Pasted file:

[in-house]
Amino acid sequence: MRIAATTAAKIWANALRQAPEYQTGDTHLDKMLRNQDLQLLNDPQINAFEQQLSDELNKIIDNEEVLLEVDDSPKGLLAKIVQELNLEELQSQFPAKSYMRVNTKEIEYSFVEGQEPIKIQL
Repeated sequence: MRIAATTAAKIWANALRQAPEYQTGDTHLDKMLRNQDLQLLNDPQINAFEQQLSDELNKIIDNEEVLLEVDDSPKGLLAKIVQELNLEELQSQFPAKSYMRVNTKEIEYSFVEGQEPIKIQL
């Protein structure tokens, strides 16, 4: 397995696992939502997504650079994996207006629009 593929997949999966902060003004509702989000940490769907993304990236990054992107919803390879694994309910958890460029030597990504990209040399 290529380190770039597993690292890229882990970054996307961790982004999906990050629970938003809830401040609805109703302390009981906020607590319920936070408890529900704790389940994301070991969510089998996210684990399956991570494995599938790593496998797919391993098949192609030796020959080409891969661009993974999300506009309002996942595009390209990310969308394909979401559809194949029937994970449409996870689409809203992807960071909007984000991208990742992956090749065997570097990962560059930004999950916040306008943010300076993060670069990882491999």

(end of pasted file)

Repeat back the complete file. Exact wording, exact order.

[in-house]
Amino acid sequence: MRIAATTAAKIWANALRQAPEYQTGDTHLDKMLRNQDLQLLNDPQINAFEQQLSDELNKIIDNEEVLLEVDDSPKGLLAKIVQELNLEELQSQFPAKSYMRVNTKEIEYSFVEGQEPIKIQL
Repeated sequence: MRIAATTAAKIWANALRQAPEYQTGDTHLDKMLRNQDLQLLNDPQINAFEQQLSDELNKIIDNEEVLLEVDDSPKGLLAKIVQELNLEELQSQFPAKSYMRVNTKEIEYSFVEGQEPIKIQL
């Protein structure tokens, strides 16, 4: 397995696992939502997504650079994996207006629009 593929997949999966902060003004509702989000940490769907993304990236990054992107919803390879694994309910958890460029030597990504990209040399 290529380190770039597993690292890229882990970054996307961790982004999906990050629970938003809830401040609805109703302390009981906020607590319920936070408890529900704790389940994301070991969510089998996210684990399956991570494995599938790593496998797919391993098949192609030796020959080409891969661009993974999300506009309002996942595009390209990310969308394909979401559809194949029937994970449409996870689409809203992807960071909007984000991208990742992956090749065997570097990962560059930004999950916040306008943010300076993060670069990882491999």